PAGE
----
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School Board: public input needed for health education plan

By Staff | Aug 21, 2012

Lee County School Board members decided that the community should have a voice in a health plan that they believe should be implemented district wide for every grade level before a policy is put into place.

At a meeting Tuesday afternoon, Board Chairman Mary Fischer led the discussion with board members regarding the comprehensive health education plan. She said that the Lee County School District received a silver level status for a Florida healthy status school district, which means there is a high level of commitment to meeting the needs of students and staff in order to remove barriers of learning.

District Lead Teacher for Comprehensive Health Education Leisha Roy said currently there is only a course requirement at the high school level in the form of HOPE (Health Opportunities Through Physical Education) that is implemented.

She told the board that comprehensive health education is a state requirement for all students.

“Without a mandated course requirement, we must determine if we, as a district, are currently in compliance with this statute,” Roy said. “We need to know if all schools are teaching the mandated material in the New Generation Sunshine State Standards for Health Education and are successfully following grade level course descriptions.”

The plan covers such topics as nutrition, mental/emotional health, safety, drug abuse prevention, sexuality education and disease prevention as well as other topics.

Roy expressed that she found it hard to believe that any of those subject matters could be taught in one shot.

“Just knowing what is good and bad is not enough,” she said. “Students need to develop the skills necessary to make good decisions.”

She said the middle school academic plans for health were completed during the 2010-2011 school year and this past spring work on the elementary academic plan began.

Neryda Green, with the Lee County Health Department, made a presentation regarding statistics from STDs in Lee County youth and youth pregnancy. She said sexually active youth who are between the ages of 15-24 years old have the highest STD rates of any group and half of all sexually-active young people will become infected with an STD.

The topic of STDs was important to discuss, Green said, because if gone untreated it can have detrimental consequences on the public health system.

There were 817 cases in youth between the ages of 10-19. There were 668 cases of chlamydia, 143 cases of gonorrhea and 143 cases of syphilis, which was 47.3 percent.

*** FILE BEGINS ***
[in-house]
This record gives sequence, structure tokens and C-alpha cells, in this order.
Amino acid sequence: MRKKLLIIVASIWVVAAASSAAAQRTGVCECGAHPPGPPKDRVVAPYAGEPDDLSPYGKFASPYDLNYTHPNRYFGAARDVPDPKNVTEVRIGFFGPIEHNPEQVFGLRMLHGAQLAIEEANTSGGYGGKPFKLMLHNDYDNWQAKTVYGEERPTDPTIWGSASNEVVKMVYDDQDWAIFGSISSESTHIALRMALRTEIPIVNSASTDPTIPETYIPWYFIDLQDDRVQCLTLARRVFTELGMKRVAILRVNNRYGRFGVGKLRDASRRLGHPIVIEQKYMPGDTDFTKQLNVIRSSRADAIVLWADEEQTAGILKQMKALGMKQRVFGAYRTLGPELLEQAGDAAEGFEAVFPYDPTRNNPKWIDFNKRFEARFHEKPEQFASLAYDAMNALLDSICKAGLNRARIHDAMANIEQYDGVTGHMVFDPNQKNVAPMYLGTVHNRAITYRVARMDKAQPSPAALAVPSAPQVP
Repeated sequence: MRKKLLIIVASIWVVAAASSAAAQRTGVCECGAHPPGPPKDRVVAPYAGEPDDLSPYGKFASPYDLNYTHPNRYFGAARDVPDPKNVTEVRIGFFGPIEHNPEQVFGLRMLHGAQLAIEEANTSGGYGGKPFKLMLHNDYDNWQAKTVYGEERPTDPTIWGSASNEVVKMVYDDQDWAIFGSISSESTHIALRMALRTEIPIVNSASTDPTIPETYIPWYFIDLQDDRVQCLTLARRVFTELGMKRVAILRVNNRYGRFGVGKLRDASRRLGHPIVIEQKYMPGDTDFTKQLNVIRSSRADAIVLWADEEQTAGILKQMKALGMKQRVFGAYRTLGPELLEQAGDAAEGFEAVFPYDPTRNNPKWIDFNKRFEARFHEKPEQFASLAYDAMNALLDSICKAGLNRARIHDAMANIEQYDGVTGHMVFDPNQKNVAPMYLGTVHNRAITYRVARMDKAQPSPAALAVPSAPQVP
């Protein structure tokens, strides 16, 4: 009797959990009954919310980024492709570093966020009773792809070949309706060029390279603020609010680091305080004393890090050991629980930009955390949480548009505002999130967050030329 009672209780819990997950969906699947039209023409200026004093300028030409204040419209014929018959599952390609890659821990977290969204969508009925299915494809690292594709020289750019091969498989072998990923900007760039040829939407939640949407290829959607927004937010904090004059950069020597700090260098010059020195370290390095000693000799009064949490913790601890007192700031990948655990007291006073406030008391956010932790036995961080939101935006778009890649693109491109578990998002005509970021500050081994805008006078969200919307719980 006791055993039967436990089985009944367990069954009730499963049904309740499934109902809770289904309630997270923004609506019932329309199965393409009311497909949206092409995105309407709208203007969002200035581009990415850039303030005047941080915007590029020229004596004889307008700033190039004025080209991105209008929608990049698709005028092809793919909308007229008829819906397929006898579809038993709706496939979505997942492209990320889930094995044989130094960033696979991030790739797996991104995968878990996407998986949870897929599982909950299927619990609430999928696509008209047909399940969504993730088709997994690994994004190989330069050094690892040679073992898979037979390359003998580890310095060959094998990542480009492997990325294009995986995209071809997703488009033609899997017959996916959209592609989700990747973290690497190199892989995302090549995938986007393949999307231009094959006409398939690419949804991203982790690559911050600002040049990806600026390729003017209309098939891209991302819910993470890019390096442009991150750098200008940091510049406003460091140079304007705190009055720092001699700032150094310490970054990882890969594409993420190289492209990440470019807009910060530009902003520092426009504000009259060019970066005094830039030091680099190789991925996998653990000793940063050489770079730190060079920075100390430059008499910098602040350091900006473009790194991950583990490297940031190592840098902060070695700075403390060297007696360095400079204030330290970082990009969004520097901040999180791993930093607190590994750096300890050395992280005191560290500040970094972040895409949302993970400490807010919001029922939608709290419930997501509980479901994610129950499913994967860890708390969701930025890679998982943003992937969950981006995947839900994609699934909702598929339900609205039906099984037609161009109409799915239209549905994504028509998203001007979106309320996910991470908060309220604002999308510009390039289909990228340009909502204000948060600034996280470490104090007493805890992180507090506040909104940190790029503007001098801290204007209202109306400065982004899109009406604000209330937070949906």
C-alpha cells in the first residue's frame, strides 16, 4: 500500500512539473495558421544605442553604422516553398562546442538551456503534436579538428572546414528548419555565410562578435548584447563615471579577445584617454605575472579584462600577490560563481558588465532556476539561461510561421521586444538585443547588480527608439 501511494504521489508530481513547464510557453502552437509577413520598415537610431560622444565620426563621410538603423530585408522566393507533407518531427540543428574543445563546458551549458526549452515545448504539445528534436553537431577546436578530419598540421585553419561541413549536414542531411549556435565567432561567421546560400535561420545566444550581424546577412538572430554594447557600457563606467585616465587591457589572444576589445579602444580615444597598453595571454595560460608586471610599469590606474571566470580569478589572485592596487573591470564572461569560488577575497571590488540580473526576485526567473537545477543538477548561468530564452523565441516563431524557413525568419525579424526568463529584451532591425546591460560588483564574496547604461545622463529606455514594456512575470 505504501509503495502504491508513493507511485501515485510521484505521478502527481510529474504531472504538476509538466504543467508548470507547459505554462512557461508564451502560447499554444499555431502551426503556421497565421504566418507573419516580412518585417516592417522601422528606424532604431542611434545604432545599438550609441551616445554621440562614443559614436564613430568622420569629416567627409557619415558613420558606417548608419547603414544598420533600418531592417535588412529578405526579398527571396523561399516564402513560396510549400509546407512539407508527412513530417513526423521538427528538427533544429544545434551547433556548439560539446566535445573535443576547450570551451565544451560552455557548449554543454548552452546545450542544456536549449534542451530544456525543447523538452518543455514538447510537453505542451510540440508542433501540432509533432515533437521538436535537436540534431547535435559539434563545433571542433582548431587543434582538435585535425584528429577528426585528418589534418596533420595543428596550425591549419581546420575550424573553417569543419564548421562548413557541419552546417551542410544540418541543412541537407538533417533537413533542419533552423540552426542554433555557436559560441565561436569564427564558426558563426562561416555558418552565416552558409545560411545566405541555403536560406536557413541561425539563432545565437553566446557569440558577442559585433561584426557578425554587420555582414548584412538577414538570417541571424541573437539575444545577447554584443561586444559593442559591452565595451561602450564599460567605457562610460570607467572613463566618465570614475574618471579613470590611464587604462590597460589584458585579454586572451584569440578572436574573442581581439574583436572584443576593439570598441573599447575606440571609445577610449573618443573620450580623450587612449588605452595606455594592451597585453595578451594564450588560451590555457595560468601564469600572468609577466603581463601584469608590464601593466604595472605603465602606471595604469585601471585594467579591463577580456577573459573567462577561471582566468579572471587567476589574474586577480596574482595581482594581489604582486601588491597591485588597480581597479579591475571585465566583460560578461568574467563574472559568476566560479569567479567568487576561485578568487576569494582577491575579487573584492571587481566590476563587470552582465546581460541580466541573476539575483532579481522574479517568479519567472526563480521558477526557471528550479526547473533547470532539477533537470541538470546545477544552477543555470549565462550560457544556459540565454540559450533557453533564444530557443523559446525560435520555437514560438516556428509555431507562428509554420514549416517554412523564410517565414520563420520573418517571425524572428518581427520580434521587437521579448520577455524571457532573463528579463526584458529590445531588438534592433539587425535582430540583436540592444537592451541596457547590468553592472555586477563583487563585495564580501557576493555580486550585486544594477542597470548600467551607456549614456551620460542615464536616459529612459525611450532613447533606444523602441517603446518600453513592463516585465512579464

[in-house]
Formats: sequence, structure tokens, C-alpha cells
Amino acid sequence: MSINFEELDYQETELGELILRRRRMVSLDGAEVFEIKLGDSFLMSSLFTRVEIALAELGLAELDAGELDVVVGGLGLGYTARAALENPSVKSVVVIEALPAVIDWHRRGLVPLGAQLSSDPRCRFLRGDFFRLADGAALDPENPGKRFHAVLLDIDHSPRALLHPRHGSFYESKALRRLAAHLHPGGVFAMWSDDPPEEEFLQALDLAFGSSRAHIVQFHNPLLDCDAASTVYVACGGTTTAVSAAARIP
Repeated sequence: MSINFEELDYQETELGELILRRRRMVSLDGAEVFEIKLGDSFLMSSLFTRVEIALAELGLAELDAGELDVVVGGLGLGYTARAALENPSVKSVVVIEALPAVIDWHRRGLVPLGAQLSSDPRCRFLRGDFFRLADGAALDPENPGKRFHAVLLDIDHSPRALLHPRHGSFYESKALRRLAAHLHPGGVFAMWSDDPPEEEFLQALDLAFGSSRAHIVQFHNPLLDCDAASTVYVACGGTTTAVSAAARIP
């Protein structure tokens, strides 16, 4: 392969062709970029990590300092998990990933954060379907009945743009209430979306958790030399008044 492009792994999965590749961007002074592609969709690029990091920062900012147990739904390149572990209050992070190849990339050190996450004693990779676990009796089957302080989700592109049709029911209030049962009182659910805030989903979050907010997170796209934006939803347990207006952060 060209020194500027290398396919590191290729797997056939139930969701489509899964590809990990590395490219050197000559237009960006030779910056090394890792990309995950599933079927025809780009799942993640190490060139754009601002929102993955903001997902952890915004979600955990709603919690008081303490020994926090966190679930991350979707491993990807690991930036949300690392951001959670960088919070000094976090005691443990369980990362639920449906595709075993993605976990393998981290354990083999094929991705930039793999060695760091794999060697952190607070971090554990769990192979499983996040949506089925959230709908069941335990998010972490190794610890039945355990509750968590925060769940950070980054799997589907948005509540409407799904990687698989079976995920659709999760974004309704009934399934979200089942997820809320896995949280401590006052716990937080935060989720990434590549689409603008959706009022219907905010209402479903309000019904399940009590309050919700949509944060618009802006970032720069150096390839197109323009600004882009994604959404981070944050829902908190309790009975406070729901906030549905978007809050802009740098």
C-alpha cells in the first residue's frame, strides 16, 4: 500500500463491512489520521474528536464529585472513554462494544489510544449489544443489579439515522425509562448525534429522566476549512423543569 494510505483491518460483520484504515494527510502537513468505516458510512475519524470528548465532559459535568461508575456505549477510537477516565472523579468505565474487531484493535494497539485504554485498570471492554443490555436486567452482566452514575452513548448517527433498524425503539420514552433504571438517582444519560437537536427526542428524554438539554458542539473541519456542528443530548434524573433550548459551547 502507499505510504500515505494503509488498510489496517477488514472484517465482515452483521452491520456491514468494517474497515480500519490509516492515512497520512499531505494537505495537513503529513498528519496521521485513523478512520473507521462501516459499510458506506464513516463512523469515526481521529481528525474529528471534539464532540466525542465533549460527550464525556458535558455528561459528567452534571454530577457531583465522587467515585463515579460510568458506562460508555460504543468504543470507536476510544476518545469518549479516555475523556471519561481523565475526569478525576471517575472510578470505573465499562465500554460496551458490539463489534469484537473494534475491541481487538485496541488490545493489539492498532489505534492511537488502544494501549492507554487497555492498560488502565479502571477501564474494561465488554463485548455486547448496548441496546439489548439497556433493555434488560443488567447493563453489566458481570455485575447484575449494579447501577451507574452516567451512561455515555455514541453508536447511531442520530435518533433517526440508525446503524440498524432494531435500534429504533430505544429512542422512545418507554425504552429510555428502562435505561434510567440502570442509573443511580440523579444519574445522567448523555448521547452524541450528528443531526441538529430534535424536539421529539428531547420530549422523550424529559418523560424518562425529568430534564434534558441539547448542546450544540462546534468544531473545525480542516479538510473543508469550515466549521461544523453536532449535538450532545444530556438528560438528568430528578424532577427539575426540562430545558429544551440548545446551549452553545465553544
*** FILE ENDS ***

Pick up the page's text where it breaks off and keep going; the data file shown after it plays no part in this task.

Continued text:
“There is a problem in Lee County,” Green said.

Teen pregnancy was another topic discussed, specifically those between the ages of 15-19 years old during 2008-2010.

During that time frame the study included 48,547 females. For those between the ages of 16-19, the actual number of mothers was 1,994. The expected number of births between those ages was 1,794.

Green said they were red flagged by the CDC in the teen birth rates.

The repeat birth rates for mothers between the ages of 16-19 during 2008-2010 was 409.

Just within the Lee County Health Department Family Planning Youth Clinic, 830 females were seen.

Board member Thomas Scott said it is frightening to see the statistics, especially in the minority population where the number was elevated.

“This is a big problem bigger than the five people sitting up here,” he said. “I accept it as a community-wide responsibility. It is going to be a never-ending problem if we don’t get our arms around it now.”

Superintendent Dr. Joseph Burke said staff is looking into the development of a policy that the board would need to adopt to enable the district to move forward with the Comprehensive Health Education Plan.

Fischer agreed that the appropriate staff needs to take a look at the plan and come up with a policy that the district can create to make sure the students in Lee County are getting the best education.

Since there is sensitivity to some of the topics, Burke said that is the main reason to bring a policy to the board to enable the district to put these topics into the curriculum as part of the k-12 program.

“We hope to bring a policy to the board within the next couple of months,” Burke said.

Many of the board members agreed that the plan discusses a sensitive topic.

Board member Jane Kuckel said she would be hesitant bringing something to the board that made sense to them and get backlash from parents because they were not included in the discussion.

“It is a sensitive topic for us to make changes,” she said. “Let’s not get a head of the game.”

Kuckel said although she thinks the district needs to move in that direction, without the support of the parents it will not happen.

Board member Jeanne Dozier told her fellow board members that it was important to get as many people involved in the process as possible.

“Communication is the key in anything that you do,” she said. “Anything you change you have to communicate.”

Fischer believes that a lot of the community is already involved in the issues presented.

“It is almost that we are the last stop with this,” she said. “I think that we have a captive audience.”